Posted on April 11, 2022 at 4:03 PM by Katherine Fiorillo

In early 2020, the Lenawee County Board of Commissioners decided it was finally time to update and restore Lenawee County’s Courthouse for the next 100 years of serving the community. The County Courthouse is a cherished historic building but, as it was built in the 1800s, it didn’t have the heating and cooling, technology, or security needed to make it a truly functional office space that could safely and effectively serve the needs of the county. 

The County Courthouse holds a special place in the community’s vibrant history, so renovating this space meant honoring and preserving the past while adding just enough modern technology to improve the safety and functionality of the building, without hindering its historical charm. 

OCH Outside


The original Lenawee County Courthouse was devastated by a fire that destroyed years of local court documents, birth certificates, marriage records, and other irreplaceable documents. The impressive building we see today was built to house county operations and was completed in 1884. For nearly 100 years, the County Courthouse was the home for courts, record-keeping offices, and the county treasurer until a designated judicial building was erected in 1978, leaving the County Courthouse to house the administrative and record-keeping offices of the county. 

Originally, the courthouse was heated with fireplaces and illuminated with oil lamps, both of which can still be seen by visitors today- though only as decoration. The push to renovate truly came when a repair job exposed the beautiful, original ceilings. With several safety, climate control, and functionality issues facing the employees and citizens utilizing the courthouse on a daily basis, the county administration decided to lay out careful, conservative renovation plans for the courthouse that would utilize taxpayer dollars efficiently, benefit the community, and create lasting improvements.

OCH Court

Safety Improvements

Because the County Courthouse was built in the 1800s, its safety features needed to be updated to fit today’s standards to protect our county employees and citizens. A team of contractors added a state-of-the-art fire suppression system and security systems to protect the administrative and historical records that are kept there. They added handicap-accessible entryways and bathrooms to accommodate all members of our community.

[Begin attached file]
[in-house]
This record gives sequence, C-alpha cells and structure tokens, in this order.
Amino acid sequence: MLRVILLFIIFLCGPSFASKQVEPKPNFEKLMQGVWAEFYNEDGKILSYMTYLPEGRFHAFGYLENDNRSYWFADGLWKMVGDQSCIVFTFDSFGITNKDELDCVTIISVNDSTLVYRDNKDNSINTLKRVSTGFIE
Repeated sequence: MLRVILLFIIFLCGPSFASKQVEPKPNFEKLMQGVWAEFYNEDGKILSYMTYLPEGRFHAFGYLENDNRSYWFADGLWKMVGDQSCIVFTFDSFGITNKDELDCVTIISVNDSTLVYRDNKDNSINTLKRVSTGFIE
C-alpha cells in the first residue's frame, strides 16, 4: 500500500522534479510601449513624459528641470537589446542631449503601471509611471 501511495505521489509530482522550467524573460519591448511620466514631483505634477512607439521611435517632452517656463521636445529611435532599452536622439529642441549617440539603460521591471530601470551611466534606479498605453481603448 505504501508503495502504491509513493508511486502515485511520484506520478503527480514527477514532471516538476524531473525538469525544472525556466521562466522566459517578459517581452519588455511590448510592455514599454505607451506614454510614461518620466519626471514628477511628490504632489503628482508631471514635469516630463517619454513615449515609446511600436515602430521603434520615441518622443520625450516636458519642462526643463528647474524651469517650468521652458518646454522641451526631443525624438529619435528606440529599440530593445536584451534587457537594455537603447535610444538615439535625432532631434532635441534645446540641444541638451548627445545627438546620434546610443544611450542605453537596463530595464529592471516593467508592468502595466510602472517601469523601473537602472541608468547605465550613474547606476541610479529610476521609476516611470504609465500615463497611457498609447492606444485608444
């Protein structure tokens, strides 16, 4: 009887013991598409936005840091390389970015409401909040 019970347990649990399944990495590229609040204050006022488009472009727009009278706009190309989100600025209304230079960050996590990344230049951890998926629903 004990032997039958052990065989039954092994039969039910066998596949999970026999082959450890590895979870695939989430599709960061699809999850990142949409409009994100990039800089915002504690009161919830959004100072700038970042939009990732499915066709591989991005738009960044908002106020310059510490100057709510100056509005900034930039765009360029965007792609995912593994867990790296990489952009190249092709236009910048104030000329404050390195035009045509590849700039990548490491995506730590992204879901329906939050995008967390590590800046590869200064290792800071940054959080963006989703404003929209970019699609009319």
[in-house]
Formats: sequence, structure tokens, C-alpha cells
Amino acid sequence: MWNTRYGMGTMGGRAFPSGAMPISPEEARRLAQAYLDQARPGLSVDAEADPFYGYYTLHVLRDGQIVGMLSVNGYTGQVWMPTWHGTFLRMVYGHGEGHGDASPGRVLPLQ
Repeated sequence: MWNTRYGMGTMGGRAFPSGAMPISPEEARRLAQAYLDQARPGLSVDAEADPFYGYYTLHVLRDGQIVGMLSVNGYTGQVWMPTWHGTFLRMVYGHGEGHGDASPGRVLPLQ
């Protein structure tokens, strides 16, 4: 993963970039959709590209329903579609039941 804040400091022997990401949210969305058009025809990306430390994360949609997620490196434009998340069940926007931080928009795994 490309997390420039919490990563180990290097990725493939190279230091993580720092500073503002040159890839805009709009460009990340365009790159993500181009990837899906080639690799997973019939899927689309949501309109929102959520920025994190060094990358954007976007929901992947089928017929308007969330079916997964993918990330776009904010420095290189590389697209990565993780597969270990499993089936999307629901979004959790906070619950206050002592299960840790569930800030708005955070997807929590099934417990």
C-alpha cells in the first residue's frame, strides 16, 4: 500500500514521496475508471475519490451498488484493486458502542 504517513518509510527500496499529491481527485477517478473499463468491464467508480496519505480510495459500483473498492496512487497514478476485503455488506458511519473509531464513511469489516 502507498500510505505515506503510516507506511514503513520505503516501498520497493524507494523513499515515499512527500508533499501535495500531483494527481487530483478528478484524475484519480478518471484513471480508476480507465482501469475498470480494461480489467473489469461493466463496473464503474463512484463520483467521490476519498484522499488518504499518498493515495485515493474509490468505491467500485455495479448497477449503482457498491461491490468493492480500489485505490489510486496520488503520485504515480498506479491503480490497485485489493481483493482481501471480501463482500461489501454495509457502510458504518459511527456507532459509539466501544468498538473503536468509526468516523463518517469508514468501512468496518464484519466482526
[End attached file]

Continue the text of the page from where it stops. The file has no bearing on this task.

OCH Downstairs Hallway

Climate Control Updates

A new HVAC system was added to the building, which will save money on repairs, routine maintenance, and electric, heating, and cooling expenses. 


To improve the functionality of the courthouse and make better use of the space, the offices were rearranged so services are all located on the first and second floor, opening the space on the lower level for three additional meeting rooms. Relocating offices also increases the accessibility to the public, as everything citizens need is in one convenient location. 


Preservation and maintenance of county buildings is built into the county’s annual budget, so Lenawee County taxpayers saw no increase to their taxes for these renovations. With increased functionality, safety, and climatization, the building’s monthly electric and maintenance costs will decrease as well as the likelihood of major repair costs from weather or fire-induced damage. 

Preserving History 

The courthouse is a crucial piece of Lenawee County’s history so special care was taken to preserve the structure, design, and intricate details of the courthouse. 

Master crafters recreated plaster flowers, blended trim work, and restored hardwood flooring throughout the building. The wheat mosaic in the center of the building was repaired and preserved while the two, formerly enclosed, grand staircases were opened and beautifully restored. 

The area between the first and second floor is once again open, restoring the rotunda to its original size. From the balcony of the rotunda, you can now look down upon the wheat mosaic tiles of the first floor or look up to a fantastic stained-glass dome created specifically for this building. The artist, Victoria Balva, incorporated architectural designs from the exterior of the building and captured the spirit of the building while adding hints of lavenders, peaches, and pinks. 

OCH Ceiling

The courthouse holds much of the local government’s administrative services but it also holds much of our rich history. Properly preserving the County Courthouse means creating a legacy for the future and with the improvements we’ve made in less than two years, this historic building is ready to serve the community for generations to come.